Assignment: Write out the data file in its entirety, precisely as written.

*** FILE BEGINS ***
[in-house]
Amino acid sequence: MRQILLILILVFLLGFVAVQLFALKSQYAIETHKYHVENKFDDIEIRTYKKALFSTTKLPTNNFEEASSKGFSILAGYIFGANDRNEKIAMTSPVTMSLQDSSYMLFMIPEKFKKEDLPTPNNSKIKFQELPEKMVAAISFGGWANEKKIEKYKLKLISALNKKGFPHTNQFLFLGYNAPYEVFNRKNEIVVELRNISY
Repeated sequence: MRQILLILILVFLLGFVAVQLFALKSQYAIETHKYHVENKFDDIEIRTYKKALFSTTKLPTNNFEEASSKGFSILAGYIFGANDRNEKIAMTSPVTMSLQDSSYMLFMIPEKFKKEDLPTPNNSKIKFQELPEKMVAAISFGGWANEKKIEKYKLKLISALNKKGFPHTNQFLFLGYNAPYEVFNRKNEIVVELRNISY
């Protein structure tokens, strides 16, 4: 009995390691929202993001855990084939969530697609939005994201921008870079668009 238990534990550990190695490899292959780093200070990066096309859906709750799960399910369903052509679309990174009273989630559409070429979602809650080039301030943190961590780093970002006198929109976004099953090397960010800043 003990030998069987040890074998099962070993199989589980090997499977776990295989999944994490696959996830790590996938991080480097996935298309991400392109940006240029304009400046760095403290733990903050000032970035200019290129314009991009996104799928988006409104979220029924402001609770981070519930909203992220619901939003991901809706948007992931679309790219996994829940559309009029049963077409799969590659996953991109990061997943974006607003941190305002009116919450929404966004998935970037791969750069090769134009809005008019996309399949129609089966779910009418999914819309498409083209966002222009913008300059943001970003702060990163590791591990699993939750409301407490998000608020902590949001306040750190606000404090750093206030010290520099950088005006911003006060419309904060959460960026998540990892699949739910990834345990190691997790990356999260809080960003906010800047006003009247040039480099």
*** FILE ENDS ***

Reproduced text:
[in-house]
Amino acid sequence: MRQILLILILVFLLGFVAVQLFALKSQYAIETHKYHVENKFDDIEIRTYKKALFSTTKLPTNNFEEASSKGFSILAGYIFGANDRNEKIAMTSPVTMSLQDSSYMLFMIPEKFKKEDLPTPNNSKIKFQELPEKMVAAISFGGWANEKKIEKYKLKLISALNKKGFPHTNQFLFLGYNAPYEVFNRKNEIVVELRNISY
Repeated sequence: MRQILLILILVFLLGFVAVQLFALKSQYAIETHKYHVENKFDDIEIRTYKKALFSTTKLPTNNFEEASSKGFSILAGYIFGANDRNEKIAMTSPVTMSLQDSSYMLFMIPEKFKKEDLPTPNNSKIKFQELPEKMVAAISFGGWANEKKIEKYKLKLISALNKKGFPHTNQFLFLGYNAPYEVFNRKNEIVVELRNISY
């Protein structure tokens, strides 16, 4: 009995390691929202993001855990084939969530697609939005994201921008870079668009 238990534990550990190695490899292959780093200070990066096309859906709750799960399910369903052509679309990174009273989630559409070429979602809650080039301030943190961590780093970002006198929109976004099953090397960010800043 003990030998069987040890074998099962070993199989589980090997499977776990295989999944994490696959996830790590996938991080480097996935298309991400392109940006240029304009400046760095403290733990903050000032970035200019290129314009991009996104799928988006409104979220029924402001609770981070519930909203992220619901939003991901809706948007992931679309790219996994829940559309009029049963077409799969590659996953991109990061997943974006607003941190305002009116919450929404966004998935970037791969750069090769134009809005008019996309399949129609089966779910009418999914819309498409083209966002222009913008300059943001970003702060990163590791591990699993939750409301407490998000608020902590949001306040750190606000404090750093206030010290520099950088005006911003006060419309904060959460960026998540990892699949739910990834345990190691997790990356999260809080960003906010800047006003009247040039480099």